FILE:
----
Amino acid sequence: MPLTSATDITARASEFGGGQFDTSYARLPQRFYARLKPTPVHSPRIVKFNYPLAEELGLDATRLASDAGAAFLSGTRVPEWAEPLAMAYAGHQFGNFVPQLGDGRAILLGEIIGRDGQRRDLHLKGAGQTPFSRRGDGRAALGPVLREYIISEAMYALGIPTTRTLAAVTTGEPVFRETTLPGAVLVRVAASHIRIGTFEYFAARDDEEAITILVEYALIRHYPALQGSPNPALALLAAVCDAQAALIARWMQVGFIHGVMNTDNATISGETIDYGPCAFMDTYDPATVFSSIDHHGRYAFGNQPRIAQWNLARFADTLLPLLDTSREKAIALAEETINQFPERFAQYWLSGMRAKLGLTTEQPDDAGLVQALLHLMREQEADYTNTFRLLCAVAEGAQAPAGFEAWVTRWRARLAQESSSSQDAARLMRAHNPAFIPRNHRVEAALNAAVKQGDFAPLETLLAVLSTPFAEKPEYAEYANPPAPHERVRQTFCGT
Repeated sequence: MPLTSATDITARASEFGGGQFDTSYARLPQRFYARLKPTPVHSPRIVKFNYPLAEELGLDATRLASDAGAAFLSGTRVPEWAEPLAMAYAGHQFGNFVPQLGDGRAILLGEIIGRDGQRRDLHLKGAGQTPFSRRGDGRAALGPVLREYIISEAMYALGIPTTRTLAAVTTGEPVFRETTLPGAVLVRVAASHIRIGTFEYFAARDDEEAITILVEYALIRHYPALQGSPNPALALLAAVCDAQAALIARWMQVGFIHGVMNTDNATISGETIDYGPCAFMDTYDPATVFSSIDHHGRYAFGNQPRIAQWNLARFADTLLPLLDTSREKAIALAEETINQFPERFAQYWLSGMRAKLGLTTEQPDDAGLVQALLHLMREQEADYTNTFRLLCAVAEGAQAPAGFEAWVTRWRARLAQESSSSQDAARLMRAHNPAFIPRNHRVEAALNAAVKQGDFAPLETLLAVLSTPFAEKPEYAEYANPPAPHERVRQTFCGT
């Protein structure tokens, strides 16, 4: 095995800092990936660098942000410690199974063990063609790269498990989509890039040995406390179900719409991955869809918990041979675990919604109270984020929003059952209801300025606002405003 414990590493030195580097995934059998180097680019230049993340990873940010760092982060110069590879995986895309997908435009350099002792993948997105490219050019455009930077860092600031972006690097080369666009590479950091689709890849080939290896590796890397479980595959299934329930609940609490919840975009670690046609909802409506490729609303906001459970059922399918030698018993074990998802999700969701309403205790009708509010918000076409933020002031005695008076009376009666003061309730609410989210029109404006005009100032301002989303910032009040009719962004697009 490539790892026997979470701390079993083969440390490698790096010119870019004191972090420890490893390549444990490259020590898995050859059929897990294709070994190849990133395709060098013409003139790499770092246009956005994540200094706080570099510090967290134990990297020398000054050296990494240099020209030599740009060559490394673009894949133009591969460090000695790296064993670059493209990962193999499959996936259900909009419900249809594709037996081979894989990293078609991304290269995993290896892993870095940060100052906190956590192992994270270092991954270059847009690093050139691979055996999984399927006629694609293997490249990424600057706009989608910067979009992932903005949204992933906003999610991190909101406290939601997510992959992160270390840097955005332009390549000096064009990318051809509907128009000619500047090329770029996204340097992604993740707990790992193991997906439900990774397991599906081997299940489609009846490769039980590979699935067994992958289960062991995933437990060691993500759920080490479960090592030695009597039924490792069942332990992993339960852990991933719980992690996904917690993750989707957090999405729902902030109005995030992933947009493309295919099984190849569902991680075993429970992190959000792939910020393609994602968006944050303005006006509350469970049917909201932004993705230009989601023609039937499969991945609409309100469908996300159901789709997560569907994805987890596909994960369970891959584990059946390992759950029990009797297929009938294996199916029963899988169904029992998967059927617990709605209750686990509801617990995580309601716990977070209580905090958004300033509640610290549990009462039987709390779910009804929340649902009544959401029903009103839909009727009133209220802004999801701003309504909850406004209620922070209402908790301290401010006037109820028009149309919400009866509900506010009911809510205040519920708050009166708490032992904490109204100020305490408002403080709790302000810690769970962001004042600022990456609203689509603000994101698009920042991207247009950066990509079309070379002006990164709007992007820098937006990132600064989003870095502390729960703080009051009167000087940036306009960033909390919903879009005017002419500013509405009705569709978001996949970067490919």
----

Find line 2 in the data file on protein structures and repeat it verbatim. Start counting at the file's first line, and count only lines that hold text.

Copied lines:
Repeated sequence: MPLTSATDITARASEFGGGQFDTSYARLPQRFYARLKPTPVHSPRIVKFNYPLAEELGLDATRLASDAGAAFLSGTRVPEWAEPLAMAYAGHQFGNFVPQLGDGRAILLGEIIGRDGQRRDLHLKGAGQTPFSRRGDGRAALGPVLREYIISEAMYALGIPTTRTLAAVTTGEPVFRETTLPGAVLVRVAASHIRIGTFEYFAARDDEEAITILVEYALIRHYPALQGSPNPALALLAAVCDAQAALIARWMQVGFIHGVMNTDNATISGETIDYGPCAFMDTYDPATVFSSIDHHGRYAFGNQPRIAQWNLARFADTLLPLLDTSREKAIALAEETINQFPERFAQYWLSGMRAKLGLTTEQPDDAGLVQALLHLMREQEADYTNTFRLLCAVAEGAQAPAGFEAWVTRWRARLAQESSSSQDAARLMRAHNPAFIPRNHRVEAALNAAVKQGDFAPLETLLAVLSTPFAEKPEYAEYANPPAPHERVRQTFCGT